Basic contact information will be on your stationery, but give the name of one or, even better, two people with their cell phone numbers and e-mail addresses. The contacts should be available in the hours following a release and should check their messages frequently. If a significant reaction is expected, whoever is going to be the person to be interviewed must clear her schedule that day in order to allow reporters to meet their deadlines. If the first choice is not available, offer a backup source to answer questions.
Most press releases from U.S. companies are distributed via either Business Wire or PR Newswire (from which AP and other syndicated wire services rewrite and disseminate their versions of the news). National distribution to PR Newswire's US1 list (4,800 print outlets, over 2,000 TV and radio stations, 3,600 Web sites) costs $680 for 400 words. There are also regional, international, and trade lists available for distribution. Anyone who is willing to pay can use these, not just businesses.
Alternatively, you can distribute to your own list of relevant outlets by fax or e-mail (the smallest of which will probably not be subscribers to the wires, so you will need to do some of this anyway). Or you can use an online alternative like
Ideally, set up distribution when both you and the reporters you want to reach will be in your offices. If you send out too late in the day, no one will likely see it right away and it may get buried by the next morning's news. Routine financial news for publicly held companies is the exception.
With all media, it is smart to send a list of suggested questions. Think of every important aspect of your subject and what question would give you the opportunity to talk about it. Print journalists will generally be reading lots of material on your organization and will have a pretty good grasp of the issues. TV will be likely to want you on for a very short time and the questioning is more likely than radio to be polite and superficial. But few radio show hosts will have time to read your book or do more than scan the press kit: they handle a lot of guests and love it when they can seem like experts by asking the questions you provided. You can also encourage them to send a list of other issues they want you to address.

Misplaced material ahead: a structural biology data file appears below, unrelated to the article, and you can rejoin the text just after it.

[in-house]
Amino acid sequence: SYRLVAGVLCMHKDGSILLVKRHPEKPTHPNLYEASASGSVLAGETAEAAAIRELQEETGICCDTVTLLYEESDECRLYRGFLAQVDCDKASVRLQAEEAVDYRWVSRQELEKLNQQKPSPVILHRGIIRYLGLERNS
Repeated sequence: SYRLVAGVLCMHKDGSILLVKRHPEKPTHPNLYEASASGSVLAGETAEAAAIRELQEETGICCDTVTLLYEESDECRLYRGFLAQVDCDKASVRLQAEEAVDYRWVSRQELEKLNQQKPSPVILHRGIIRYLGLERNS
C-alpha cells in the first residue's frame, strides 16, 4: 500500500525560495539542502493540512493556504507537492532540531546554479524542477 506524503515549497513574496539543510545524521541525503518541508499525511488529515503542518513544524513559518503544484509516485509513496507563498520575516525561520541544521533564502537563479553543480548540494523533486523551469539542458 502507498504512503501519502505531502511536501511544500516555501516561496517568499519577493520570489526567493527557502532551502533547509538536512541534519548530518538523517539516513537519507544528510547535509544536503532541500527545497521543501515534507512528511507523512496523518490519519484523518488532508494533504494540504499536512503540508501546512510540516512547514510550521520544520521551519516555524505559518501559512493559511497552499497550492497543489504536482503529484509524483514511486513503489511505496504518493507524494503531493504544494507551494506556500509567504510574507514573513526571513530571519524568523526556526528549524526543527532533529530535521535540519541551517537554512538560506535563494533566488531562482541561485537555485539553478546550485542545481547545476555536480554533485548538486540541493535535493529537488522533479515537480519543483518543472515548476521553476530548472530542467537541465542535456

Be sure to include some questions that bring up controversial issues that have been in the press, which will help make the host seem like he is not giving you a free ride, maintaining his image of journalistic integrity. If he does not ask about sensitive issues, someone else may in a way that is less easy to counter.
Prepare for hostile questioning from listeners in advance by practicing with someone who can give you a hard time. Take responsibility for any mistakes your organization has made and talk about what it is doing to solve the problems that have been reported. On the other hand, you do not need to go into excessive detail, which will be more than listeners want to know (instead, refer them to your Web site for more information).
You can also use challenging moments to bridge to your main message, such as, “Despite these setbacks, we now have safeguards in place and I think everyone who knows our company agrees that we have by far the best product and service in the industry.”
Always stay calm in the face of criticism; if you get too defensive, you will make listeners think you are unsure of how right you are. Never be too argumentative with a journalist, who can talk about you after you leave or write another article without your cooperation.